Executive Intelligence Review
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This article appears in the January 31, 2003 issue of Executive Intelligence Review.

`War Over Iraq War' Hangs On
Two State of Union Speeches

by Mark Burdman

The crucial dates, Jan. 27-28, arrive with two diametrically opposed mobilizations escalating over war with Iraq. The horror of what such a war would mean has unleashed tremendous opposition around the world, far broader and more determined than at the time of the September 2002 UN session. That this has spread among the American people, was seen in the 600,000 who came out to protest the war on Jan. 18, in Washington and San Francisco, and by poll indications. The burgeoning U.S. opposition was made possible when Lyndon LaRouche and his Presidential campaign "jammed up" the Iraq invasion expected in October-November 2002, through a mobilization including distribution of 10 million leaflets and pamphlets exposing the war faction's motives.

On the other side, and driven by their fear that global resistance could soon render a war impossible, the "chicken-hawk" architects of the war, in Washington and London, have massively stepped up their deployment of troops and military-logistical equipment to the areas contiguous to Iraq. The war rhetoric from the Bush Administration in Washington and the Blair regime in London, reached fever pitch in the week leading up to Bush's State of the Union speech on Jan. 28.

In this dramatic conjuncture, LaRouche's Jan. 28 "State of the Union" international webcast took on a crucial strategic importance internationally. LaRouche; his wife Helga Zepp-LaRouche, chairman of the Civil Rights Movement Solidarity (BüSo) party in Germany; and his friend Jacques Cheminade, president of the French Solidarity and Progress party, have been holding public and private meetings for months in France, Germany, Italy, Hungary, and in the Persian Gulf, telling Europeans and Arabs not to cave in to "war is inevitable" fatalism, but to intensify the pressure on the American Presidency to block it. They have been backed up by six months of mass organizing by their parties and LaRouche's campaign. That intervention, and the dangerous combination of this strategic conjuncture with a worsening economic collapse, have combined to shift the political climate in Europe to a tough anti-Iraq war resistance, approaching a showdown with the "chicken-hawks."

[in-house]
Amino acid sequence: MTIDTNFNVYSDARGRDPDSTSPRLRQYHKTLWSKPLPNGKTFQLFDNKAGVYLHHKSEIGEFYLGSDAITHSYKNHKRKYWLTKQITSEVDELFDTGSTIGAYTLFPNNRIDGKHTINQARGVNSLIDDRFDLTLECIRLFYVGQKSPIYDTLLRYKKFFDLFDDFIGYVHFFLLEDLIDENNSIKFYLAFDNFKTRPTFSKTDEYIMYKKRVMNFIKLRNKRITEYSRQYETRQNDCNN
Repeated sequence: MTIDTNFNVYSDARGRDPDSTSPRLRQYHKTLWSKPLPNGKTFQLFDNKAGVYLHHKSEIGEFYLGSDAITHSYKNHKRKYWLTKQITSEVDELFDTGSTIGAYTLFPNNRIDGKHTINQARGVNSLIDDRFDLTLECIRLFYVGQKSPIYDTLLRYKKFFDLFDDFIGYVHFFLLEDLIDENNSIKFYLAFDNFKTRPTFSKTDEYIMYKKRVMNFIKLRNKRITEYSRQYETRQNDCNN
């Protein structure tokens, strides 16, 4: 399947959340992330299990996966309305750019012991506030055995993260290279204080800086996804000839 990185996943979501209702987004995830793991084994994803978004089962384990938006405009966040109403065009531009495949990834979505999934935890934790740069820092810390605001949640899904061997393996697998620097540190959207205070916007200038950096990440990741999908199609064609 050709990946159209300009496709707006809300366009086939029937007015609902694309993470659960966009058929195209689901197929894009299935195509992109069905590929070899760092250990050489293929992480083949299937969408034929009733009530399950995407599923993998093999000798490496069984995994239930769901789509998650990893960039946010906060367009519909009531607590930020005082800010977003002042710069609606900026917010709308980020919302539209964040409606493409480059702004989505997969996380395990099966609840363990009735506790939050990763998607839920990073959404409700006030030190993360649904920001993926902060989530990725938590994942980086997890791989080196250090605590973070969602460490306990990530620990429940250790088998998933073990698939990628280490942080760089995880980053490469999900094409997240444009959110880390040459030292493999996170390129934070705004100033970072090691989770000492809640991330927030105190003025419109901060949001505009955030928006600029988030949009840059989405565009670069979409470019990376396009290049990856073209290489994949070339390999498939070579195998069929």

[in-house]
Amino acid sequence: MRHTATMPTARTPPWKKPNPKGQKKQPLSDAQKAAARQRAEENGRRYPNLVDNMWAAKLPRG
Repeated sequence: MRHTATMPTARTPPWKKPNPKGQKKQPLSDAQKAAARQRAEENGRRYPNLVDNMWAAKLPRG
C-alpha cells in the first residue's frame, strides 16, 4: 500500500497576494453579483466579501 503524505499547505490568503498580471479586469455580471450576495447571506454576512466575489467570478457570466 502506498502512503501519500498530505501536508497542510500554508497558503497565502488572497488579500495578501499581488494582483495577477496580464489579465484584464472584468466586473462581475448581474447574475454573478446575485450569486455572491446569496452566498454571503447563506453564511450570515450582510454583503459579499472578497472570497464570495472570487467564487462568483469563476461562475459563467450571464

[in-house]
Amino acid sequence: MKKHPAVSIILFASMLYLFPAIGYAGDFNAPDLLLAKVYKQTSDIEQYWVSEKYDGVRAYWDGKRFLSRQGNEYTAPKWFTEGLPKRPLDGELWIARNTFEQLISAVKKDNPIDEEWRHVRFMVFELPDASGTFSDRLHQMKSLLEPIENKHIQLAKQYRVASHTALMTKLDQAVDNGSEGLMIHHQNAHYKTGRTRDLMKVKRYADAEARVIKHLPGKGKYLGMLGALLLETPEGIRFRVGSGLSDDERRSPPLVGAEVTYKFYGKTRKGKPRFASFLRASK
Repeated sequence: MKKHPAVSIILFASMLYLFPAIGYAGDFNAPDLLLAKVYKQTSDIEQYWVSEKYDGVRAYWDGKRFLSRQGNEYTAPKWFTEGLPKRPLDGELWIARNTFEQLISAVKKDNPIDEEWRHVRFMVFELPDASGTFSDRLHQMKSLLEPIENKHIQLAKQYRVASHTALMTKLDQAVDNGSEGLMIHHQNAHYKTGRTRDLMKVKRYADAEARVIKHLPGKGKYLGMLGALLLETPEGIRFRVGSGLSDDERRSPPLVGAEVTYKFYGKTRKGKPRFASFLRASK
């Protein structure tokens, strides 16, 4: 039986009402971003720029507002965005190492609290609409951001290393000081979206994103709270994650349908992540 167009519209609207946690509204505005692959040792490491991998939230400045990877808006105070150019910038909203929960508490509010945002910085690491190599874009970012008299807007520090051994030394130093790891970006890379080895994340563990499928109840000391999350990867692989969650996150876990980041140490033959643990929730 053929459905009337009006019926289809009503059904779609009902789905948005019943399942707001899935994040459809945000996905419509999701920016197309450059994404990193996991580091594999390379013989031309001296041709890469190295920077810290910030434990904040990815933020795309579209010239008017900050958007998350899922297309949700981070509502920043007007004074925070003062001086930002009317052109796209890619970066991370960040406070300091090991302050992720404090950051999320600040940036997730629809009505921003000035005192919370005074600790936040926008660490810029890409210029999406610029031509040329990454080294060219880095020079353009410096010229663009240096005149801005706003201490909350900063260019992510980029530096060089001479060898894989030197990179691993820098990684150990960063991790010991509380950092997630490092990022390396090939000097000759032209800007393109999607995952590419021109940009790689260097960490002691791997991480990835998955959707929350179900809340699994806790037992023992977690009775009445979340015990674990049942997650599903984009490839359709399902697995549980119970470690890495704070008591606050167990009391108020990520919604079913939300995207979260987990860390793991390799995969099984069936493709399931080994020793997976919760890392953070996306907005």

Danger of Provocation Is Great

Beyond the public opposition thrown up around France and Germany, EIR discussions during the week of Jan. 20 determined that there is very intensive private discussion, among policymakers in various capitals—Paris, Berlin, Moscow, and London—about what further, extraordinary actions might go beyond the diplomatic initiatives at the United Nations Security Council. Such deliberations are driven not only by the rapid American-British military forces escalation, but by the danger that a "Gulf of Tonkin"-type provocation will be launched in or around Iraq, to sweep away the anti-war mood and the UN Security Council with it. The UN weapons inspectors themselves, under gigantic pressure from Washington and London to validate the September 2002 "secret dossiers" of London and Washington on weapons of mass destruction, might be induced to do something unduly provocative. Intelligence sources have warned that Iraqi "sleepers" may stage an incident.

Also hazardous is the behavior of the Ariel Sharon regime in Israel, which has come under unprecedented attack for the Likud party's connections to international organized crime interests. Sharon's position, both in Israel and internationally, is shaky even if he wins the Jan. 28 elections; he very much wants a war to provide the cover for his decades-long intent to expel the Palestinians en masse from the Palestinian territories.

In the days leading up to Jan. 27, the date when chief of UN inspectors Hans Blix must present his interim report to the Security Council, there have been unprecedented diplomatic moves. Most dramatic, have been the conjoined efforts of France and Germany to prevent the war, in the context of the Jan. 22-23 festivities for the historic 40th anniversary of the Elysée Treaty, and a series of detailed German diplomatic proposals to avoid war (see article following).

Germany became a member of the Security Council in January, while France is a permanent member, with veto power. With German Chancellor Gerhard Schröder standing at his side Jan. 22, French President Jacques Chirac proclaimed that "Germany and France have the same judgment on the Iraq crisis," as the two both felt that "war would be the worst option.... Any decision for the Security Council belongs to it alone.... For us, war is always evidence of failure." Earlier in the day, representatives of the two nations blocked a NATO decision on whether to prepare supporting measures for a possible Iraq war, during a debate at the Alliance's headquarters in Brussels.

EIR's sources stress that the French government's opposition to the war has become stronger than anyone anticipated. It is driven, in large part, by the extreme opposition of the French population; recent polls have shown that three-quarters of Frenchmen asked are steadfastly opposed to military action against Iraq.

A senior Russian strategist told EIR Jan. 20: "I think we will see some good news, on the Iraq front, after Jan. 28. My firm understanding, is that the UN Security Council will not approve an Iraq war after Jan. 28. By their rhetoric and approach, the Americans have gotten themselves into an idiotic self-trap. And the fact is, the situation in Britain is very shaky for the Americans. My understanding is, that if there is a Security Council resolution openly authorizing war, the Russians will veto. The Chinese will veto. And probably, the French will also veto." This observer noted reports he had received from Washington that LaRouche's mobilization to "jam up" the war was bearing fruit among American institutions.

'Whole Energy Policy in Jeopardy'